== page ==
Aug. 7 (Bloomberg) -- Deutsche Telekom AG, Germany’s largest phone company, is among bidders for PrimaCom Berlin GmbH in a return to cable assets almost a decade after paring its holdings as competition intensifies, according to people familiar with the matter.
Offers were due last week after interested buyers studied PrimaCom’s financial data, said two of the people, who asked not to be identified because the process isn’t public. PrimaCom may fetch more than 250 million euros ($310 million), they said. Star Capital Partners was among private equities that also bid, said one person.
Takeovers of Germany’s cable assets, once owned by Deutsche Telekom until the Bonn-based former phone monopoly completed their sale in 2003, is picking up as cable companies compete with telecommunications operators for phone, Internet and pay-television customers. John Malone’s Liberty Global Inc. last year won antitrust approval to acquire Kabel Baden-Wuerttemberg, adding to its 2009 purchase of Unitymedia.
“We see Deutsche Telekom’s interest as all part of the strategy to win over housing association access to customers, so that Deutsche Telekom can lead the fiber upgrade process and win broadband and TV customers,” said Guy Peddy, an analyst at Macquarie Securities in London. “If they fail it has the added benefit of possibly increasing the price to other buyers.”
A representative of Deutsche Telekom declined to comment. Press officials at Leipzig-based PrimaCom didn’t immediately respond to phone calls.
Kabel Deutschland Holding AG, Germany’s biggest cable operator, rose 0.1 percent to 50.93 euros at 4:26 p.m. in Frankfurt. Deutsche Telekom added 0.7 percent to 9.35 euros. The stock had gained 4.7 percent this year through yesterday.
Germany is set to grow faster than any other cable market in Europe as consumers start to develop a positive attitude toward pay-TV subscriptions and cable operators enter the market for Internet and phone offerings, said Guy Bisson, a researcher with IHS Screen Digest.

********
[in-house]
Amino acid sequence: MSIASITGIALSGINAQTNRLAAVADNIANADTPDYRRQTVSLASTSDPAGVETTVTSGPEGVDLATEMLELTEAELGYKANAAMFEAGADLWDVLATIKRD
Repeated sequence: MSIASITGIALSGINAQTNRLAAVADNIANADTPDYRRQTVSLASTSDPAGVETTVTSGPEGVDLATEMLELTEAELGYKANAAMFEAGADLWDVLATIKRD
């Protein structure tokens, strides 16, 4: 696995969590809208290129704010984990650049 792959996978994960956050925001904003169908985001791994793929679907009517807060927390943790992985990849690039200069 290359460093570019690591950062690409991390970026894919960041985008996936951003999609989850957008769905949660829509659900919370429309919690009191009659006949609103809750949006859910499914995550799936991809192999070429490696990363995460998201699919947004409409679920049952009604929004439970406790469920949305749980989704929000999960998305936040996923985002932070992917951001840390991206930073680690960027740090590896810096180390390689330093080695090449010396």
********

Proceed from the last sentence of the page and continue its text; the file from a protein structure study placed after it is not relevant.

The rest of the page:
Digital cable penetration among German households is projected to rise to 23.7 percent in 2016 from 11.6 percent in 2011, according to the researcher. Total TV, Internet and telephone subscriptions with cable companies are forecast to surge by 24 percent from 2011 to 32 million in 2016.
PrimaCom, with about 1 million customers mostly in eastern Germany, was taken over by lenders after it parent, PrimaCom AG, filed for insolvency in 2010. Creditors including Alcentra Group Ltd., Avenue Capital Group, ING Groep NV and Tennenbaum Capital Partners LLC took over the shares in 2011 as part of the restructuring through a new holding company.
Kabel Deutschland agreed in May to acquire Tele Columbus Group, the cable TV provider owned by creditors after restructuring its debt, for 603 million euros plus accrued interest to expand coverage of the country’s pay-TV households. The asset had also attracted interest from Deutsche Telekom and Unitymedia, people familiar with the auction said at the time.
“We are looking at everything that is on the market, so also PrimaCom,” Unitymedia Chief Executive Officer Lutz Schueler said in an interview last week. “We are an active driver of the consolidation process in the cable market, as we believe that this is necessary to be in a competitive position.”
Last week, Warburg Pincus LLC, Cinven Ltd. and some allied investors raised 681.5 million euros selling their stakes in Ziggo NV, the Dutch cable operator that held an initial public offering this year. Swedish operator Com Hem AB was sold to BC Partners Ltd. last year in a $2.6 billion deal.
To contact the reporters on this story: Cornelius Rahn in Frankfurt at firstname.lastname@example.org; Aaron Kirchfeld in London at email@example.com; Joseph de Weck in Frankfurt at firstname.lastname@example.org